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(2nd LD) S. Korea reports one more MERS death

All Headlines 18:20 July 10, 2015

(ATTN: RECAST headline, lead; UPDATES with more info in paras 2-7)

SEJONG, July 10 (Yonhap) -- South Korea reported one more person dying of Middle East Respiratory Syndrome (MERS) Friday, bringing the death toll to 36, despite no new cases of the potentially deadly disease over the past five days.

The latest victim, who had suffered from lung cancer, died while undergoing treatment at the Boramae Medical Center in Seoul, the Ministry of Health and Welfare said. The total number of people diagnosed with MERS in South Korea remained unchanged at 186.

Ministry officials said the country may be able to declare an end to the MERS outbreak if it continues to see no new infections.

However, over 560 people still remain in isolation as suspected cases following possible exposure to the MERS coronavirus.

Since the country reported its first case on May 20, nearly 16,700 people have been in isolation for possible infections. So far, 16,102 of them have been released after showing no symptoms of MERS for more than the known maximum incubation period of 14 days for the disease.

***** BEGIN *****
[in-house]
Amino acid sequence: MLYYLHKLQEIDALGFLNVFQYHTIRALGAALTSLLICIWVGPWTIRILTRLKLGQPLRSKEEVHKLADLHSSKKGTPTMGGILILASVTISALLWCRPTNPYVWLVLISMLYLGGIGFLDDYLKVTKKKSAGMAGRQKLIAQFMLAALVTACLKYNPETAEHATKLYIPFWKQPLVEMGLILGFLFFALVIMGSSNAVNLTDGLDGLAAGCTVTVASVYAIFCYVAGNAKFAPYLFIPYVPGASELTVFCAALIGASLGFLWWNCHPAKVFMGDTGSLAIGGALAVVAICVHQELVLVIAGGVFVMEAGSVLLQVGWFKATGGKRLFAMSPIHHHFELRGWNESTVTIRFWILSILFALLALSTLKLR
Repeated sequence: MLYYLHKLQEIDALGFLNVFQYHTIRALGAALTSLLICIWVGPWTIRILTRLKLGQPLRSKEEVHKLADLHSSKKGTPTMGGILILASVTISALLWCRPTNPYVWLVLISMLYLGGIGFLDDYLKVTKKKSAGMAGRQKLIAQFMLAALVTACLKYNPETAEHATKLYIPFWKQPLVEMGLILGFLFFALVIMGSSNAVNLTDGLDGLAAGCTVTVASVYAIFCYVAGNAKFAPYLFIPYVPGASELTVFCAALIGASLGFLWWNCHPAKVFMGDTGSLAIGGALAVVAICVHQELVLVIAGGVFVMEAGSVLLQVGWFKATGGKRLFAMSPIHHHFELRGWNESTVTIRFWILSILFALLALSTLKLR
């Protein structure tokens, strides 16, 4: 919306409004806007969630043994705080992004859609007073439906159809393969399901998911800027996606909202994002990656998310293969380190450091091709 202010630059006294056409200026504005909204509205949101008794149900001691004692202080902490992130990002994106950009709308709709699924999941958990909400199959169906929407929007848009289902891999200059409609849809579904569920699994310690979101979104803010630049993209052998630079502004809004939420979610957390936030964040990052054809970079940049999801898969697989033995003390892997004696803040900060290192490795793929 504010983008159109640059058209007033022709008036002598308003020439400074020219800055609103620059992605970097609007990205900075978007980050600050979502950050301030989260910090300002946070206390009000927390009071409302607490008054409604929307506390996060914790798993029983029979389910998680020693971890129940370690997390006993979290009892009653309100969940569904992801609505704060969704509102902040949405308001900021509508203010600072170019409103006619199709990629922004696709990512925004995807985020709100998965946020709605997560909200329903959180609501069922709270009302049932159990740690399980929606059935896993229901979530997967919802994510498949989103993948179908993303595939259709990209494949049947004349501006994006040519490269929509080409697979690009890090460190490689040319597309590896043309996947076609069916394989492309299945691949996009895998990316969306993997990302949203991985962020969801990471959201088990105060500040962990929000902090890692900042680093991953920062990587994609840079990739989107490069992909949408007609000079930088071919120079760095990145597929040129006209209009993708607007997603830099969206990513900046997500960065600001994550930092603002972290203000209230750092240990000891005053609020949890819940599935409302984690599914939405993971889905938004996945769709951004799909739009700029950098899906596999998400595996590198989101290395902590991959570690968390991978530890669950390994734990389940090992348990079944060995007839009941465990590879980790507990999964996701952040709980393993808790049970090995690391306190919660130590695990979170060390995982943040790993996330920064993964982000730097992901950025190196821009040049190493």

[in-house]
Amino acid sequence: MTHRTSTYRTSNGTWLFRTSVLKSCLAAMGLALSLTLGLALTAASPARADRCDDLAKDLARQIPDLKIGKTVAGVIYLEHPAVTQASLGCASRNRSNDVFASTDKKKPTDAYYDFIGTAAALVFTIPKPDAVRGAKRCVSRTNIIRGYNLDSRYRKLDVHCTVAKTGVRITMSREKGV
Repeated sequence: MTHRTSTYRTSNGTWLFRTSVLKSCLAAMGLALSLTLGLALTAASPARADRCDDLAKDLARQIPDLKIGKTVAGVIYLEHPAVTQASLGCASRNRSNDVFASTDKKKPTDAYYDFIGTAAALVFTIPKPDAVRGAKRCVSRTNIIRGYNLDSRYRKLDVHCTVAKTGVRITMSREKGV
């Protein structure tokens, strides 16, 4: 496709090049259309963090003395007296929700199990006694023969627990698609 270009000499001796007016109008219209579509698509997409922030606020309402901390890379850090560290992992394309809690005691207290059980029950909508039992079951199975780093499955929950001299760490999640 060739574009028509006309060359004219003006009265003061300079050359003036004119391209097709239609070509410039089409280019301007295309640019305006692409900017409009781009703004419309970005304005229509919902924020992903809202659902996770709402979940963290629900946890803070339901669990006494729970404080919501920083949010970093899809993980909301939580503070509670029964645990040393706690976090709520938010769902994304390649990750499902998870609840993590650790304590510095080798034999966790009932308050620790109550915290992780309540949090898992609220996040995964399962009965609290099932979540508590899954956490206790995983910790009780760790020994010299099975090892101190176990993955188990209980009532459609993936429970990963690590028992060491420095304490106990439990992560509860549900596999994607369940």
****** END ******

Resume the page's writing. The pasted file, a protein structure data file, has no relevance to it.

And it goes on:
Out of those diagnosed, 125 have been discharged from hospitals following complete recoveries.

The remaining 26 were still hospitalized as of early Friday, according to the ministry.

Authorities, meanwhile, said as of midnight, KyungHee University Hospital in Gangdong, southeastern Seoul, will be allowed to resume normal operations after no new MERS cases have been reported there in the past two weeks. Several hospitals around the country were ordered to partially suspend treatment or were closed outright, after multiple cases of MERS were reported among patients and visitors. Restrictions on most have since been lifted.

MERS is a viral respiratory disease that is still fairly new to humans. The disease has claimed over 530 lives globally, posting a fatality rate of over 36 percent.

In South Korea, the fatality rate remains at 19.3 percent, with most people succumbing to MERS having underlying medical conditions.

There currently is no vaccine or treatment for the disease that was first reported only in 2012 in Saudi Arabia.


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